Most people who know both of us know that my friend Andre and I met on a mountain in Korea. Two Minnesotans (and our significant others) who connected on twitter and decided a hike up one of the South Korea’s most famous peaks, Bukansan, would be a good place to meet for the first time. (Plug: Andre is about to tell a great story about the earliest days he spent in Korea, if you live in DC, you should be there.)
On one hand this is super cool. I even found the little restaurant we ate at on the trail once where our table was a grill placed on a rock in the middle of the river, the spot where we were offered shots of soju as recovery beverages, and the trepidatious steps we had to climb to get ourselves, finally, to the peak. But it does force you to ask why we should have photographic documentation of a trail like that.
Will there be people, for example, who skip a trip to Korea because they believe that clicking through a street view map is just as good as climbing the real thing? Maybe but things like this make me curious. After reading a New York Times article about the impossibly tough living conditions in Svålbard, Norway I checked out the Google Street View, which in Longyearbyen might as well be called Snow Mobile Trail View. I hope I’m not the only one who discovers there is street view in a place like that and make an instant commitment to find out what it’s like to live there, meet the people who walk (er, snowshoe) those roads every day, and learn about the work they do. Plus, it’s undeniably cool that Naver and Google are putting energy into a task as insane as mapping in photographs all the worlds roads, trails, and byways.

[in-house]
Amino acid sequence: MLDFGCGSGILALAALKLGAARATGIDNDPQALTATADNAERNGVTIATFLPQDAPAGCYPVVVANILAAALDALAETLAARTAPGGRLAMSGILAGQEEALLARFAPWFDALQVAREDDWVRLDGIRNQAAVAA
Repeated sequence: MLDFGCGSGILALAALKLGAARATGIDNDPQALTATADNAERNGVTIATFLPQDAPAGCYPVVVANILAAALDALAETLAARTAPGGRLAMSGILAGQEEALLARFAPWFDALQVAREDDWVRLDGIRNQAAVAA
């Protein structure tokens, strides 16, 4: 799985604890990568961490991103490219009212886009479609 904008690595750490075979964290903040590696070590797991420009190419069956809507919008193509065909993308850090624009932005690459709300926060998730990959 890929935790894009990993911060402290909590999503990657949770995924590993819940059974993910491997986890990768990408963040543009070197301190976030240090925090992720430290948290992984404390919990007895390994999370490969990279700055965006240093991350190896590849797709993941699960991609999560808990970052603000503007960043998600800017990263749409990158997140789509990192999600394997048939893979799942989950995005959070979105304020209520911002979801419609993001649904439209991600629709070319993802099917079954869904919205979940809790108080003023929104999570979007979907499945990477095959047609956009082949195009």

Silver Creek is a short drive north from Two Harbors, MN where we stopped for a bridal hair preview appointment. While Danielle was busy I gave myself a quick tour of the city that birthed one of the world’s most innovative companies, 3M.
By the time we made it to Castle Danger there was just enough light for a dinner over last minute wedding planning. From the decks on our rooms we could see infinite darkness stretching across the lake, and looking up countless stars glimmering above. It was the first of what would turn out to be a phenomenally beautiful weekend on Minnesota’s North Shore.
It had been at least 15 years since I was last at Split Rock Lighthouse, and had forgotten its importance to the region. It was built in response to a series of wrecks cause by a large storm that hit the lake in 1910 and was a large motivator to extending the road that became Highway 61 up to Split Rock due to its popularity as a tourist attraction. I have to say the station is something to behold. While there we learned that it was built in such a precarious location that all kinds of clever—and dangerous—methods were used to supply the lighthouse and it’s keepers with basic necessities before the road was built. If you pay the admission you can climb the tower and get up close and personal with its Fresnel lens.
By the time we arrived back in Castle Danger, our guests were starting to
trickle in and the full wedding weekend really began.